Partnering to Accelerate the Virtuous Cycle of Employee Engagement and Better Business Outcomes

It’s no surprise that a productive employee is an engaged employee, and an engaged employee is good for your business. Every manager and executive intuitively knows this. But few have the data to quantify just how true this is – or how to drive higher engagement.  

A new Forrester study commissioned by SAP recently explore the importance of fostering employee engagement and provides guidance on how companies can do this most effectively. Survey results indicated that engaged workers push harder to overcome barriers, serve customers better, and stay longer. In fact, companies with the most engaged employees enjoy 81% higher customer satisfaction, experience half the employee turnover compared to their peers, and have a decisive competitive advantage.  

Explore the Forrester Study

These are big numbers with big impacts that improve overall business performance. The pressing question, is how can your business maximise employee engagement – efficiently and in practical ways? 

To answer this question, you first need to understand the virtuous cycle between the employee experience, engagement, and desired business performance. Specifically: 

With this in mind, perhaps the better question to ask is how and where should you invest in the employee experience, and who is responsible for making these investments?  

Where to Focus? 

Forrester's study also revealed that a critical driver of engagement is the ability to provide employees with a technology environment that is designed to optimise their productivity. Manual, tedious, time-consuming processes that require double-entering data, involve manually reconciling information or  printing and filling out forms, or don’t offer a way to process important information while working remotely can cause employee frustration – especially when employees feel that they're being pulled away from more meaningful, interesting, or impactful work.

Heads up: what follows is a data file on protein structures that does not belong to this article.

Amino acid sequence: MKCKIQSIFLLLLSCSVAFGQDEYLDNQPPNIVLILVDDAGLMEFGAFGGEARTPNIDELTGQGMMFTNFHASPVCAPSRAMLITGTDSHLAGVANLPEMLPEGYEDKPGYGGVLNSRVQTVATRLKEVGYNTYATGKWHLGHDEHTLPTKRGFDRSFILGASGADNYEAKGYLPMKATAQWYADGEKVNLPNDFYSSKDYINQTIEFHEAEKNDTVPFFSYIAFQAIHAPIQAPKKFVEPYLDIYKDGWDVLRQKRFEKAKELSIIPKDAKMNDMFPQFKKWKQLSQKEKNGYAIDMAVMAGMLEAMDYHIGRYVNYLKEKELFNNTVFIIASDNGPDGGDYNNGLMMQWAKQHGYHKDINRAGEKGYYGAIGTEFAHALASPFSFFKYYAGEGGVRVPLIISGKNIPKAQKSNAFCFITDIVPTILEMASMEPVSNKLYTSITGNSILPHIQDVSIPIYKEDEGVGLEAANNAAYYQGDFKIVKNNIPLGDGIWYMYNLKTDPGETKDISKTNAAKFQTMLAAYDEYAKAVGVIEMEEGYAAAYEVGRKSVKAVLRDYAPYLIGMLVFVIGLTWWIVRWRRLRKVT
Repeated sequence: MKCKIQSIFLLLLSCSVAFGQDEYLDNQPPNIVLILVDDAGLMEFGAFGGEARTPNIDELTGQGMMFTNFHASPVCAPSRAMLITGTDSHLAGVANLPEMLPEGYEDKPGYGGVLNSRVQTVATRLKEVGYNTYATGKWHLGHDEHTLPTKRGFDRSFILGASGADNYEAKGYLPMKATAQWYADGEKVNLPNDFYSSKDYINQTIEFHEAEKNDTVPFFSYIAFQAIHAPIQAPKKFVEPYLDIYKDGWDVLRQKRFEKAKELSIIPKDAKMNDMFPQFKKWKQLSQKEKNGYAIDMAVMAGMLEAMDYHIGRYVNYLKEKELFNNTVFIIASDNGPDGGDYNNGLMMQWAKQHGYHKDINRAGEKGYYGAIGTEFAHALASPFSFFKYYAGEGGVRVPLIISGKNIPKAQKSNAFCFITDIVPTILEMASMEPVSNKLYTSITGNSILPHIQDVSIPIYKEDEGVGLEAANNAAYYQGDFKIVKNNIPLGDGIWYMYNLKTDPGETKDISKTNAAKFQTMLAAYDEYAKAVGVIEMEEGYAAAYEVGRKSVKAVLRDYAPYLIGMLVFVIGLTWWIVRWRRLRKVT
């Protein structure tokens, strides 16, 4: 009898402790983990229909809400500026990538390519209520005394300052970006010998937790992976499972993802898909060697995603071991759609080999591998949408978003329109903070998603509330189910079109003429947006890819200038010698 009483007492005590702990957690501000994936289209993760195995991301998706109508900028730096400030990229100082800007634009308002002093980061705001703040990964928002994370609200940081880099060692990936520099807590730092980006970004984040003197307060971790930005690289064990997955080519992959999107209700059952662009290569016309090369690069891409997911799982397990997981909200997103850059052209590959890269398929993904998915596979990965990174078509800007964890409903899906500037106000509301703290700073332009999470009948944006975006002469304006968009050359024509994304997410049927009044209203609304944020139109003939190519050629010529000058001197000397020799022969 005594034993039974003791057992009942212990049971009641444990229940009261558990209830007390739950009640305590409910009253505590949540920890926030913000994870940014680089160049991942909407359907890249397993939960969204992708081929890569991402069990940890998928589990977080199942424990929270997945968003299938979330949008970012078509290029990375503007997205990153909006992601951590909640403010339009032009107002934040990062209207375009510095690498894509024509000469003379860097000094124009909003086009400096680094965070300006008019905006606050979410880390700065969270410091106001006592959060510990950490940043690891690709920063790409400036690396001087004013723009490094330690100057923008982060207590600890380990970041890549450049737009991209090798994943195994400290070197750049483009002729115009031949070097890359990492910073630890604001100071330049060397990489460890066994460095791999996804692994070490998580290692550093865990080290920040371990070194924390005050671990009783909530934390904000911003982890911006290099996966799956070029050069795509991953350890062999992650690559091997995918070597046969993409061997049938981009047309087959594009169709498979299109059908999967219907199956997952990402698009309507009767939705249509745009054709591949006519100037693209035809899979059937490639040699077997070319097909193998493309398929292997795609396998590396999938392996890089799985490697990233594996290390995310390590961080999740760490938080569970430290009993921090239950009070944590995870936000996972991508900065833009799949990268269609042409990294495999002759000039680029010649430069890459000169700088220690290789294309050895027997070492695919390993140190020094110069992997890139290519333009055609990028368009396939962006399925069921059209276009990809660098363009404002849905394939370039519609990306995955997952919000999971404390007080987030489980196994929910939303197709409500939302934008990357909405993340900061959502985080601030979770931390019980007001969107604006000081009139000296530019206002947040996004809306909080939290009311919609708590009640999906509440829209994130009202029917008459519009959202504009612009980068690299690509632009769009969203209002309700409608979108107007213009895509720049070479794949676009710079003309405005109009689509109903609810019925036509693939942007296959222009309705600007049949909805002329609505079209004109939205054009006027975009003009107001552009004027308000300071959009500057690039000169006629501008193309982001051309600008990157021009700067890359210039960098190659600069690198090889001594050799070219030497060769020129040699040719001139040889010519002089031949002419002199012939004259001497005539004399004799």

Consider, for example, travel, expense, and invoice management processes. Most employees, at some point, need to book travel, generate an expense report, and wait for reimbursement by the business, so these are clearly important to the success of the organisation and the satisfaction of employees. But what if expense reports are often turned in late because employees must take time to gather tallies and staple receipts to a form? What if approvals take weeks because managers are travelling? What if accounts payable employees are overloaded due to business growth – manually entering and reconciling invoices for large volumes of expenses with the same headcount? And what if finance employees are frustrated when they need to manually pull the data for multiple systems in order to run spending and budgeting reports?  

These are all-too-common scenarios for enterprises today – and they cause tremendous frustration, friction, and delays that hurt the employee experience and the business as a whole. According to Forrester, on the expense reporting front, respondents report higher costs and expense errors; reduced process efficiency, visibility, and access to data; and a higher incidence of reporting and forecasting errors. At the same time, if employees are unhappy, respondents reported that they will be less productive (38%), leading to increased costs (35%) and high turnover rates (36%). A poor experience also impacts the organisation's ability to innovate (34%) and keep up with competitors (31%), all while decreasing revenue (27%).  

Who Is Responsible? 

As noted by Forrester, enterprises are often tempted to relegate the employee experience to the HR department, believing that departments such as finance and IT have nothing valuable to add. But Forrester found that HR tends to focus on improving HR-related processes such as onboarding, performance management, and coaching – not the day-to-day work experiences of employees. So, it’s critical that the departments routinely involved in many employees’ day-to-day tasks – such as finance and IT – collaborate around investments in the employee experience.  

This is particularly true when investing in technology that will improve employee experiences with travel, expense, and invoice management. Forrester found that organisations where HR, finance, and IT have a close partnership and work effectively toward a unified strategy tend to see more business benefits from their investment. 

Want to Learn More? 

Read the full Forrester paper on how to “Improve Travel, Expense, and Invoice Management to Drive Better Employee Experience.” You’ll find: 

  • A deeper understanding of the relationships between employee experience, engagement, and business performance 

  • Why you should start improving the employee experience by investing in intelligent technology that automates and streamlines travel, expense, and invoice management 

  • Insights into collaboration success